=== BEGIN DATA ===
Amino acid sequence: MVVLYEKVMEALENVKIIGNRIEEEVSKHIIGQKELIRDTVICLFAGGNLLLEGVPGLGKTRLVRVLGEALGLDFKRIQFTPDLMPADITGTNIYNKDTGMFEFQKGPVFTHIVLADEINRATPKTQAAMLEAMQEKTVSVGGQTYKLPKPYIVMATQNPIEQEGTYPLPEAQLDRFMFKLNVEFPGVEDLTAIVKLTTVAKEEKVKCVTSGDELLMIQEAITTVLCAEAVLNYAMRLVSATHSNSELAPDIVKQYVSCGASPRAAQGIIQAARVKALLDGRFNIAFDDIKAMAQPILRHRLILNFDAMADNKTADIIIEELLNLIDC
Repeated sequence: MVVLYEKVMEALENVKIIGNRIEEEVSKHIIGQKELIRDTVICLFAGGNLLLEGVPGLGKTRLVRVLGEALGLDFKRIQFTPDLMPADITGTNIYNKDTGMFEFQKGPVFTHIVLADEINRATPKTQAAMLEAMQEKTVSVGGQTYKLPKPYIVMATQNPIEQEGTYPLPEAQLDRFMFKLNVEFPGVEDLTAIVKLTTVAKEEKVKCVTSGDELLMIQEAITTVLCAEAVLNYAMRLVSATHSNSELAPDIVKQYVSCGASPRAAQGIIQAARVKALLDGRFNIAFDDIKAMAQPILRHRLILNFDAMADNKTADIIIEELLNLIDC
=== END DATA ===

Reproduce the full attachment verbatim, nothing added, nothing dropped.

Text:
Amino acid sequence: MVVLYEKVMEALENVKIIGNRIEEEVSKHIIGQKELIRDTVICLFAGGNLLLEGVPGLGKTRLVRVLGEALGLDFKRIQFTPDLMPADITGTNIYNKDTGMFEFQKGPVFTHIVLADEINRATPKTQAAMLEAMQEKTVSVGGQTYKLPKPYIVMATQNPIEQEGTYPLPEAQLDRFMFKLNVEFPGVEDLTAIVKLTTVAKEEKVKCVTSGDELLMIQEAITTVLCAEAVLNYAMRLVSATHSNSELAPDIVKQYVSCGASPRAAQGIIQAARVKALLDGRFNIAFDDIKAMAQPILRHRLILNFDAMADNKTADIIIEELLNLIDC
Repeated sequence: MVVLYEKVMEALENVKIIGNRIEEEVSKHIIGQKELIRDTVICLFAGGNLLLEGVPGLGKTRLVRVLGEALGLDFKRIQFTPDLMPADITGTNIYNKDTGMFEFQKGPVFTHIVLADEINRATPKTQAAMLEAMQEKTVSVGGQTYKLPKPYIVMATQNPIEQEGTYPLPEAQLDRFMFKLNVEFPGVEDLTAIVKLTTVAKEEKVKCVTSGDELLMIQEAITTVLCAEAVLNYAMRLVSATHSNSELAPDIVKQYVSCGASPRAAQGIIQAARVKALLDGRFNIAFDDIKAMAQPILRHRLILNFDAMADNKTADIIIEELLNLIDC